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RE: 2 questions

>Does anyone have any idea what constitutes "non leaking high pressure
>tubing" that is suitable for CO2?  I used to make auto parts and have
>worked with all sorts of tubing with a myriad of pressure, temperature
>and chemical resistance properties.  Going back to some of the tubing
>suppliers we used to use I have seen a lot of tubing with all sorts of
>pressure ratings and made of all sorts of materials but few list CO2 as
>a suitable gas.  I have also seen both here in APD and on the web where
>tubing is sold reference to CO2 resistant or low loss tubing.

The CO2 resistant tubing sold in some of the pet supply places is usually 
Norprene, although this comes from others -- I haven't checked it myself. 
Silicone tubing is pretty much the standard low-pressure tubing used by a 
lot of people. Silicone tubing holds up pretty well, is very inexpensive, 
and doesn't leak too much CO2. The vinyl stuff gets hard, cracks, and has 
all the usual problems of the vinyl tubing.

>What materials are suitable and unsuitable for CO2 (both hard and soft)?
>Since the stuff is going to run through my home I certainly do not want
>it leaking.

The leaking isn't anything to be concerned about. The concerns most have 
are over loss of CO2 and the *economic impact* rather than spillage and 
messes. A lot of your CO2 is going to come out of your tank naturally 
anyway, so a little bit diffusing through the tubing isn't any big deal in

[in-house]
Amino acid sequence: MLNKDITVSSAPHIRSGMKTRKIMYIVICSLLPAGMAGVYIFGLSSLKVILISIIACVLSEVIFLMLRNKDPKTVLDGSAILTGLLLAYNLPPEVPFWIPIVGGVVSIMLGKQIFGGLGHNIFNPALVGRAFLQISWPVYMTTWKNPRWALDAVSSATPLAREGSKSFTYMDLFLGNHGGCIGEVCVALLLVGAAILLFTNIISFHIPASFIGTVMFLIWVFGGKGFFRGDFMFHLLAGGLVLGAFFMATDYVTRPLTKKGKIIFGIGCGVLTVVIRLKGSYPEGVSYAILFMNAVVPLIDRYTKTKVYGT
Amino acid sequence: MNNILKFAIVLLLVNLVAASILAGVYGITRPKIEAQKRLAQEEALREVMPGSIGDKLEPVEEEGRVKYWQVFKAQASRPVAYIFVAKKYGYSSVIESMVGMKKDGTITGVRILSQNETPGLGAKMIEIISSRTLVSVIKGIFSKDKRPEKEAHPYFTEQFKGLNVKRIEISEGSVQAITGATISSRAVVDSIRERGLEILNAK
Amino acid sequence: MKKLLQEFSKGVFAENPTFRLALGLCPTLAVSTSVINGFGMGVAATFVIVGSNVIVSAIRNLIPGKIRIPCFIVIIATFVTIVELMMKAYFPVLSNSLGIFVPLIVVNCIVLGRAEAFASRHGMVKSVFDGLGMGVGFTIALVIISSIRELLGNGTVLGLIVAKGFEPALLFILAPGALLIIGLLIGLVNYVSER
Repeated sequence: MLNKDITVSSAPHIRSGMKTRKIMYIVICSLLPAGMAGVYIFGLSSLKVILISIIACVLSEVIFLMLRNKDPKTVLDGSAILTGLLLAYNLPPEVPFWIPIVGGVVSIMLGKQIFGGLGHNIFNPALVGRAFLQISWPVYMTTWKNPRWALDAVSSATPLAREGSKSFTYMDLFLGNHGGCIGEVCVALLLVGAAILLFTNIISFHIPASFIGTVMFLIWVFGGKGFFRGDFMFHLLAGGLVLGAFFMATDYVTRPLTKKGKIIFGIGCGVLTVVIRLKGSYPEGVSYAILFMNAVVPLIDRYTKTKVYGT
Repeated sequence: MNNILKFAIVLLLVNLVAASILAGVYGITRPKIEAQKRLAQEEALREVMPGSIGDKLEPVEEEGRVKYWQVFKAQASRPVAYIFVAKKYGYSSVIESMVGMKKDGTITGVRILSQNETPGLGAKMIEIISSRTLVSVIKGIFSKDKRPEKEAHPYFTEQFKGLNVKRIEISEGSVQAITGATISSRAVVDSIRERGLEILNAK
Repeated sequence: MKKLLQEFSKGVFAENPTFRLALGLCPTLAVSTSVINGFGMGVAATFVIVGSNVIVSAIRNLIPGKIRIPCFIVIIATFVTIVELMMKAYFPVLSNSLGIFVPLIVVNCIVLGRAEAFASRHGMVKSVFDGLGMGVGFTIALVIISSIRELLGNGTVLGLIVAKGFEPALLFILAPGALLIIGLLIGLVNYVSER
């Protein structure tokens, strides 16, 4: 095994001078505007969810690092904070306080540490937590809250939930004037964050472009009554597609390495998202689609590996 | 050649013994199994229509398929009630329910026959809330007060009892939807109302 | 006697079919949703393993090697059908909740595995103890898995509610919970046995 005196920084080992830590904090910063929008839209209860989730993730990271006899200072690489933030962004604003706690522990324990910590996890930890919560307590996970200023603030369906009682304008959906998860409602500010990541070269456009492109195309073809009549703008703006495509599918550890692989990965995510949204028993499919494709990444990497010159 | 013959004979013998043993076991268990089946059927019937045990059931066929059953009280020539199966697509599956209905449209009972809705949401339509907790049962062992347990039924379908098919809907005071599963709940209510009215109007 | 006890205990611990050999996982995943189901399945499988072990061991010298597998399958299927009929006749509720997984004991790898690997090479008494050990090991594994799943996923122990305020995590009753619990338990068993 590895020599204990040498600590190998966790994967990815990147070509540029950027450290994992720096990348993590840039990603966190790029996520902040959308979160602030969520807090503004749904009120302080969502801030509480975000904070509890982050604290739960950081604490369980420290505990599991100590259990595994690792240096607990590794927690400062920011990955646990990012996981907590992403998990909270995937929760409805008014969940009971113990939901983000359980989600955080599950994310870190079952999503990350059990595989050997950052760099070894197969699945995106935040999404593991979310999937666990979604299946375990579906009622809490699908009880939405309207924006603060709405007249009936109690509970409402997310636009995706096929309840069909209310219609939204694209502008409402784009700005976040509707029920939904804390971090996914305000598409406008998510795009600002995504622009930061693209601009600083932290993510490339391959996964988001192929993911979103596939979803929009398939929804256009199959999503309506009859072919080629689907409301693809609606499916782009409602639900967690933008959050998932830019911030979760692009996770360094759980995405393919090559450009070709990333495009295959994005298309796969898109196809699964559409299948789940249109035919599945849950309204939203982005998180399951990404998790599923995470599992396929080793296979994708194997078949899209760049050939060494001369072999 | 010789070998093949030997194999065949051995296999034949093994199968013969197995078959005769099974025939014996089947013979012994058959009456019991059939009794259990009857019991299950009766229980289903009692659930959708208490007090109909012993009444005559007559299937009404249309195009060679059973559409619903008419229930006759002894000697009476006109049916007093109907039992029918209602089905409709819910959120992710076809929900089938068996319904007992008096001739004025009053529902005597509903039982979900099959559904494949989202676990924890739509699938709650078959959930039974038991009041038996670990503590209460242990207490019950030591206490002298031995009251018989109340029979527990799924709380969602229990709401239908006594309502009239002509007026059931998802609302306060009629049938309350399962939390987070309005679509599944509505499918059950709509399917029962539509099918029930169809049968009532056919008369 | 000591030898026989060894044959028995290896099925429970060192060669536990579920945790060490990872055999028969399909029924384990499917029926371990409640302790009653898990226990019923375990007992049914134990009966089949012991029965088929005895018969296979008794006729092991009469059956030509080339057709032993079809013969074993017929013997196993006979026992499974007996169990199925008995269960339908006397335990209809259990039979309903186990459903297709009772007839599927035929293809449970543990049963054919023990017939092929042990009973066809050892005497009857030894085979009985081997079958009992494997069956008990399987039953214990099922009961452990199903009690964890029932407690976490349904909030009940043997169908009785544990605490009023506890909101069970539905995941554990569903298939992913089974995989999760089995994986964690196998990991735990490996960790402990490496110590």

terms of the gas getting into the room. IMHO, the amount of loss through 
the tubing on a *low pressure* system isn't worth the expense of the CO2 
resistant tubing.

The rigid stuff is usually copper refrigeration tubing since that is easy 
to get from places like Home Depot (it's sold in rolls starting at 10 
feet). That won't leak, but it's a lot harder to work with than the 
flexible tubing -- you need to solder or use compression fittings, bend 
carefully (preferably with a bending tool to make neat bends), and it 
doesn't allow for easy changes. I wouldn't use copper tubing unless you 
either need to build some kind of distribution setup for many tanks, have a 
very long (50+ feet) run of low pressure tubing, or for some reason need to 
run high pressure CO2 for a longish distance.

For the typical one-tank setup silicone is plenty good enough, or you can 
spend a bit more money to get the CO2 resistant stuff. There really isn't 
much need to consider other materials except for special cases like fish 
rooms and the like -- and often times not even then.

Waveform Technology
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